U.S. Pat. No. 5,123,621 teaches a monitor support assembly which includes a pivot axis at the base, a secondary intermediate pivot axis which serves to keep an intermediate arm member level, and a tilting support plate at a remote end of the arm member. The support plate includes a slot adjustment mechanism for tilting the monitor in one direction.
While the aforementioned prior art arm assemblies work well and has been commercially well received, certain shortcomings prevent them from satisfying all of the needs of the market. First, the apparatus are relatively complex, requiring a plurality of pivot adjustment mechanisms to place the monitor in its desired altitude, and rotational and attitudinal positions. The complexity of the arm linkages and associated hardware increases the cost of the assemblies, increases the burden and cost of their manufacture and assembly. Moreover, such assemblies are more complex and time consuming to adjust than desired by the end user.
The present invention overcomes the aforementioned deficiencies in state of the art monitor arm assemblies by providing a mechanism which accomplishes a substantial degree and freedom of adjustment at substantially reduced cost of manufacture and assembly. The mechanism comprises a pivotal support base from which a support arm extends. A socket member is affixed to a remote end of the support arm, and is configured to provide a central concave cavity. An elongate slot extends through the bottom surface of the support arm and communicates with the cavity.
An adjustable tray, on which a monitor is positioned, is further provided having a concave lower surface that seats within the socket member cavity. The tray lower surface further includes an elongate slot therethrough that overlaps the support arm slot. A friction pad having a planar top surface and an arcuate bottom surface and an arcuate throughslot is affixed to the underside of the support arm. A locking screw extends through both of the overlapping slots and clamps the tray to the socket member and the friction pad in the desired position.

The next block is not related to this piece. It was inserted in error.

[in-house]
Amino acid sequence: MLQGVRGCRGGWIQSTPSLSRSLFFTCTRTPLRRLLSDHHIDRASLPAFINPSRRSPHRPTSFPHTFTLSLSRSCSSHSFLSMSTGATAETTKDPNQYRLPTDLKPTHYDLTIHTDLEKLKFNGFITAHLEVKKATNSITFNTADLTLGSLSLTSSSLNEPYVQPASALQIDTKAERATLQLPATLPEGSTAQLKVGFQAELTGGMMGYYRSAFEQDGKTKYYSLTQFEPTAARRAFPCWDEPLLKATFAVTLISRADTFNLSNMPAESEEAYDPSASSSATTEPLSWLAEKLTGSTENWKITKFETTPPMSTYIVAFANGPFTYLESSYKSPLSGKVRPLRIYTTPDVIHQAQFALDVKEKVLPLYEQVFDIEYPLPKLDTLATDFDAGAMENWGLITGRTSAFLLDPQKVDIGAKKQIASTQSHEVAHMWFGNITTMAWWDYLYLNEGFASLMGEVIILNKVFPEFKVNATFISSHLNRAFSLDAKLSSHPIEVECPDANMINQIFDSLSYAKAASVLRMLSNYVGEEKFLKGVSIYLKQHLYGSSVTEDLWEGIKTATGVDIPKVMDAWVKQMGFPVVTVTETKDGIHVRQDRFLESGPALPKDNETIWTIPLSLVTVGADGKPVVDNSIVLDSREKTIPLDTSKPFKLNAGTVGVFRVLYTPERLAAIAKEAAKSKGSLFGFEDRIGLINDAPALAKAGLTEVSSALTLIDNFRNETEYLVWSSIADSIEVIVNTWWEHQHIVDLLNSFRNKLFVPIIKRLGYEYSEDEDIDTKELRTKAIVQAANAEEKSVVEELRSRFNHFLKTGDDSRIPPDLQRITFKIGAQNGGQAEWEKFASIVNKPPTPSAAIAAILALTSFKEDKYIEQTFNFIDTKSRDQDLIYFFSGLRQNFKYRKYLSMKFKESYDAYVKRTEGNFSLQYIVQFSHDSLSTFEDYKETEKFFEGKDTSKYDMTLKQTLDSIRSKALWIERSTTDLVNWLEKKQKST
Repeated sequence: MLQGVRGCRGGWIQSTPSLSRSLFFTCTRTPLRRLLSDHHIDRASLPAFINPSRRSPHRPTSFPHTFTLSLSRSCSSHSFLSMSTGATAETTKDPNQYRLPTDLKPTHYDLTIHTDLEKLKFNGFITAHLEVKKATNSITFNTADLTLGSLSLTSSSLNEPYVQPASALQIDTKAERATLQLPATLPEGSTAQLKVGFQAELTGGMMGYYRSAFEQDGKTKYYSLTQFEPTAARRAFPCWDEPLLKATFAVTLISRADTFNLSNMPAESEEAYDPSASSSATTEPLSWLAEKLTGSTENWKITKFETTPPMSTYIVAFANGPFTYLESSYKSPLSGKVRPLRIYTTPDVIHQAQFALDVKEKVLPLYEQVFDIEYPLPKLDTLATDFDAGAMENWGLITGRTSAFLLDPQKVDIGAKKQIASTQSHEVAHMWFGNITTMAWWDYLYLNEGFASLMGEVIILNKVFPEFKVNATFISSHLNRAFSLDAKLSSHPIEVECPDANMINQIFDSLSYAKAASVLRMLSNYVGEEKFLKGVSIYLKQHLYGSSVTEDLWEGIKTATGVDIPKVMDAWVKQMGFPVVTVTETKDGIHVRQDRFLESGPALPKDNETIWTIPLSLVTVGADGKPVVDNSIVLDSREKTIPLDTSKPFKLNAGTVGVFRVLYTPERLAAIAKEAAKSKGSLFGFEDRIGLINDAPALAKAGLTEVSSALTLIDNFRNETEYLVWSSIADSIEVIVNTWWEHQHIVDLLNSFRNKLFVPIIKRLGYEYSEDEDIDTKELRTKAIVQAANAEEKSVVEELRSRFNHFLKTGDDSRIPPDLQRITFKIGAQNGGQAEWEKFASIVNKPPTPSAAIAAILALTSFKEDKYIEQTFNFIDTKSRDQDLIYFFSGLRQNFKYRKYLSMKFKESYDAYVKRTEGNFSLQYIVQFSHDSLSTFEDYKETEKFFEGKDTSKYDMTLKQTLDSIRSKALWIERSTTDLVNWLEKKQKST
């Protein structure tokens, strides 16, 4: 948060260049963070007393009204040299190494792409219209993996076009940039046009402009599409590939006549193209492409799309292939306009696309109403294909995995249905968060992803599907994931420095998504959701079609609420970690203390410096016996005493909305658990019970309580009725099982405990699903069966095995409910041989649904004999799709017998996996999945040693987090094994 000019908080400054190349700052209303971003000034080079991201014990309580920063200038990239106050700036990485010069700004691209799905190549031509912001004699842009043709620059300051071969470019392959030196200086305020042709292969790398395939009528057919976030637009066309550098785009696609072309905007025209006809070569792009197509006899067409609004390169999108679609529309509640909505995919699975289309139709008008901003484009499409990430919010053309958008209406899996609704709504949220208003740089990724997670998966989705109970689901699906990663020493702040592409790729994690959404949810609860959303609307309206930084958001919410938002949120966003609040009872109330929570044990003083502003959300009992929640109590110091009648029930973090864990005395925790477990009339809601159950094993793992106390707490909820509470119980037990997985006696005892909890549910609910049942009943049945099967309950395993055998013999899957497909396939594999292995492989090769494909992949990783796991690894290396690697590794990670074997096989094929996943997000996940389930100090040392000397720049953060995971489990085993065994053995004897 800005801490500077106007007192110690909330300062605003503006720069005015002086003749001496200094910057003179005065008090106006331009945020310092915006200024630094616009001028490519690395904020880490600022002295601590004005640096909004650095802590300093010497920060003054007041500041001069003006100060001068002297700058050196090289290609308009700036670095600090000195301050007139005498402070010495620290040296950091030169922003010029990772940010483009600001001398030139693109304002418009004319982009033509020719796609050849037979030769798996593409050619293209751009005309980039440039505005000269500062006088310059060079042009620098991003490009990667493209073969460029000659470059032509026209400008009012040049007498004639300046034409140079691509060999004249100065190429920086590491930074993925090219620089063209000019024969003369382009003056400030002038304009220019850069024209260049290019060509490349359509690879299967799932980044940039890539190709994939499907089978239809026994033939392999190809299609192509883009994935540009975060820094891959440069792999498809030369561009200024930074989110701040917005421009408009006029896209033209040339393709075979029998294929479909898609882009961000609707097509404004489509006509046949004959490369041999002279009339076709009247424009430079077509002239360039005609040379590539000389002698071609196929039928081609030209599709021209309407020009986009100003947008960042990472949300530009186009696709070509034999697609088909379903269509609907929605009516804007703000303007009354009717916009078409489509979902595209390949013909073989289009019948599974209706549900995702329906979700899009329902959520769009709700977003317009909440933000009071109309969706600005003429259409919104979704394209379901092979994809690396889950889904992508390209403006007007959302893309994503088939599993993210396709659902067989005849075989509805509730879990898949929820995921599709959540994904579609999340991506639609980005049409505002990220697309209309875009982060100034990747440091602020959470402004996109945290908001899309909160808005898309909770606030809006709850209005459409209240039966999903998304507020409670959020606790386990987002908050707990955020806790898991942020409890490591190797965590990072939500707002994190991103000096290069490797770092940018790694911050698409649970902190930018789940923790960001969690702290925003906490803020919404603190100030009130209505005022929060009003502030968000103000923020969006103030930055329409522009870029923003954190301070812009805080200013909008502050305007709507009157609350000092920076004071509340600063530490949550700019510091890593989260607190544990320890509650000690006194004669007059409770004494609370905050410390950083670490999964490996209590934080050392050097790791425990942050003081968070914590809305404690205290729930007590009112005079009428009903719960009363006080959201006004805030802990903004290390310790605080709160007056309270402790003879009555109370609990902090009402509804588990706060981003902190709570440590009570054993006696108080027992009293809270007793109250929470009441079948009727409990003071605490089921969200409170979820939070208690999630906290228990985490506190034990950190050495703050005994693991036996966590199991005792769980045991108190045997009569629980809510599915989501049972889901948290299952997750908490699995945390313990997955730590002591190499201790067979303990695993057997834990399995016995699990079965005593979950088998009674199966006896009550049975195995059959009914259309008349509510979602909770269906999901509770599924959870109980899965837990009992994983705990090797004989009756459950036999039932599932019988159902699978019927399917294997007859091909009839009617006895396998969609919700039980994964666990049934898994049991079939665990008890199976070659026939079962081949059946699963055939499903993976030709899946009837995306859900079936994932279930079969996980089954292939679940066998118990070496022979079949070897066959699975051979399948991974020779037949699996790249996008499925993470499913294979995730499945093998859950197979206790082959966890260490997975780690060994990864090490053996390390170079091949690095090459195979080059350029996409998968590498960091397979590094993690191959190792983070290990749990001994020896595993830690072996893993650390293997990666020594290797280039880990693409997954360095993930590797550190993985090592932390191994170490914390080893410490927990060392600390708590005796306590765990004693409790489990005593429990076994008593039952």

The arm is pivotal about the support base and can be elevated into alternative angular orientations. The user adjusts the pitch and rotational orientation of the monitor by first releasing the clamping screw and then manipulating the tray into its desired position. The clamping screw travels along the overlapping slots as the tray is repositioned. Once the final position is achieved, the clamping nut is reset and the tray and socket are clamped thereby in a fixed attachment.
Accordingly, is an objective of the present invention to provide an adjustable support arm assembly capable of three dimensionally adjusting the position of a monitor.
A further objective is to provide a support arm assembly that comprises relatively few parts and which is economical to manufacture and assemble.
Still a further objective is to provide a support arm assembly that facilitates simultaneous pitch and roll adjustment of a monitor screen.
Yet another objective is to provide a support arm assembly capable of three dimensionally repositioning a monitor screen with relatively few adjustments.
A further objective is to provide a support arm assembly which is readily manufactured of conventional materials, readily assembled, and which requires a low level of maintenance.
These and other objectives, which will be apparent to one skilled in the art, are achieved by a preferred embodiment which is described in detail below and which is illustrated by the accompanying drawings.
FIG. 1 is a perspective view of the assembled support arm assembly.
FIG. 2 is an exploded perspective view thereof.
FIG. 3 is a side elevation view thereof.
FIG. 4 is a top plan view thereof.
FIG. 5 is a longitudinal section view thereof, taken along the line 5--5 of FIG. 4.
FIG. 6 is an exploded perspective view upside down of the support arm remote end.
FIG. 7 is a transverse section view through the socket and tray portions of the assembly, showing the components of FIG. 6 in their assembled condition, taken along the line 7--7 of FIG. 4.